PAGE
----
How To Help A Friend

Is your friend experiencing abuse by a partner?

Does your friend…
  • Not see friends and family members as often? Are they hard to get a hold of?
  • No longer seem interested in activities that they used to enjoy and/or frequently cancel plans at the last minute?
  • Constantly update their partner about where they are, what they are doing, and when they are coming home.
  • Apologize for their partner’s behavior or make excuses for their partner?
  • Act withdrawn, sad, less confident or worried?
  • Seem worried about upsetting or making their partner angry?
  • Have injuries they can’t explain or give explanations for them that don’t make sense?

If you answered “yes” to more than one of these questions, your friend may be experiencing abuse. It can be incredibly difficult to see a friend in an abusive relationship. You are not alone. There are ways to safely help without escalating the violence.

How can you safely help?

  • Believe them.
  • Be supportive.
  • Listen to what they have to say.
  • Tell them you are concerned about them. Be specific and refer to incidents you may have personally witnessed. (“I’m scared for you. Can we talk about how to make sure you’re safe?”)
  • Focus on their strengths.
  • Validate their experiences and provide options. If you would like to consult with a domestic violence advocate regarding referrals, services, or generally for support, call SAVE’s 24-hour Hotline.
  • Don’t pass judgment, make them feel ashamed, or minimize their experiences.
  • Never say: “I would have…”
  • Don’t ask lots of yes or no questions: let them talk freely.
  • Never ask probing questions; let them reveal information as they feel comfortable.
  • Never push or force them to make a decision. Your role as a supportive friend is to open up possibilities for them.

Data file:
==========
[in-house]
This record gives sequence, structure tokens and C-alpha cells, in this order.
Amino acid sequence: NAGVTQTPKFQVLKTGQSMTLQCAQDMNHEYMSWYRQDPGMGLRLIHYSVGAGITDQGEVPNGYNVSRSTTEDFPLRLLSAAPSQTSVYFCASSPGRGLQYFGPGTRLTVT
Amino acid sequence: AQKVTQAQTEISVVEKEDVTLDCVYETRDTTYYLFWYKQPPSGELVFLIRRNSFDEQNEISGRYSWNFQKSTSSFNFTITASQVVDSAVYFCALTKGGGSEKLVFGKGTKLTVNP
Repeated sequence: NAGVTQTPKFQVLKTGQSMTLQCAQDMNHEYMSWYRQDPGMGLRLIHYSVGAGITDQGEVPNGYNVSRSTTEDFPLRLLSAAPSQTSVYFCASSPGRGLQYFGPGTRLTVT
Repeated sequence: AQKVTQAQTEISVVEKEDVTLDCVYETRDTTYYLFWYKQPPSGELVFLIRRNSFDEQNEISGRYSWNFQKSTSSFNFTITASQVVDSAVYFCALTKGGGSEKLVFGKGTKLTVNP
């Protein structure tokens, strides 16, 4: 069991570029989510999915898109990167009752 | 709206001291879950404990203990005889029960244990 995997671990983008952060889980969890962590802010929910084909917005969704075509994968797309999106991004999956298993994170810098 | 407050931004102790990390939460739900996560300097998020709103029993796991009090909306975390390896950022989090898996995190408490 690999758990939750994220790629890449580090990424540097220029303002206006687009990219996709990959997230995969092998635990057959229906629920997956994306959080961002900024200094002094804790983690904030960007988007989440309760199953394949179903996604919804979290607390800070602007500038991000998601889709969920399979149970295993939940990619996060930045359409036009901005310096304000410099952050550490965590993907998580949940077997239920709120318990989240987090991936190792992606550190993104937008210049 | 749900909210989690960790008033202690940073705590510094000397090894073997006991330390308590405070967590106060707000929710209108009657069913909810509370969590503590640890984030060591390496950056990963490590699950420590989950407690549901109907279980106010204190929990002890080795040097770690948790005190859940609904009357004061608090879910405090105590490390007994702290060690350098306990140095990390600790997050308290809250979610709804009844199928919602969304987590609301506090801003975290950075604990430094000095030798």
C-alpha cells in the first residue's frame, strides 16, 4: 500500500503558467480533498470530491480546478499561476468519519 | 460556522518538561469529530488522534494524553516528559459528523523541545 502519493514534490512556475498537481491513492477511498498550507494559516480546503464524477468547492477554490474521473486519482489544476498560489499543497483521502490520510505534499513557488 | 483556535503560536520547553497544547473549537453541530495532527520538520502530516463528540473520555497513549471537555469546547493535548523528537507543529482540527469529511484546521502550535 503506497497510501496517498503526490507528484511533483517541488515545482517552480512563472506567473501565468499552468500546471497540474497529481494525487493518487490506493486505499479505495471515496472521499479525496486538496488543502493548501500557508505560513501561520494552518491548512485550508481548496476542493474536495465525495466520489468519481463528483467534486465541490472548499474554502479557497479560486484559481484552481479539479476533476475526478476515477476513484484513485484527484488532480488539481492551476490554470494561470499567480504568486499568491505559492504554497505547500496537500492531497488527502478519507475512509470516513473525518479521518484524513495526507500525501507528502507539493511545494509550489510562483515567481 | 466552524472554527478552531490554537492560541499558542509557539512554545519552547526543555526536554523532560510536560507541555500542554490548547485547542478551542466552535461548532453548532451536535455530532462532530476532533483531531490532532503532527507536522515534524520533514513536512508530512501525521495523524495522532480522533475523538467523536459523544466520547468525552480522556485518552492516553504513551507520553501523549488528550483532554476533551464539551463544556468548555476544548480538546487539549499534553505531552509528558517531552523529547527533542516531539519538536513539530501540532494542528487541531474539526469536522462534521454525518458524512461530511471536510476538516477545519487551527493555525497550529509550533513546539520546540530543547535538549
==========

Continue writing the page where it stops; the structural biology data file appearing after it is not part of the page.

What if they are not willing to talk?

Your friend may deny the violence or make excuses for their partner’s behavior. They may even be angry with you for asking if they are ok. There are many reasons why your friend might not want to talk about the abuse, including:

  • Not wanting to admit to themselves that they are in an abusive relationship.
  • Hoping or believing the violence won’t happen again, even if it has happened many times.
  • Embarrassment or being afraid to talk about the abuse.
  • They may feel it is their fault or believe it is their responsibility to mend the relationship.

If they won’t talk, don’t force it. Let your friend know that you care, are concerned, and want them to be safe. Stay in touch. They may come to you for help later. If they do, be prepared to help them create a safety plan.

Take care of yourself

You will best be able to help if you take good care of yourself.

  • Don’t put yourself in danger. Meet in a safe place. Don’t get involved without giving it much thought. Take a moment to check your attitude. Talk to a domestic violence advocate about how to best approach the situation.
  • Accept that there is only so much you can do. You can be supportive, but your friend must make his or her own decisions.
  • Be around people who support and energize you.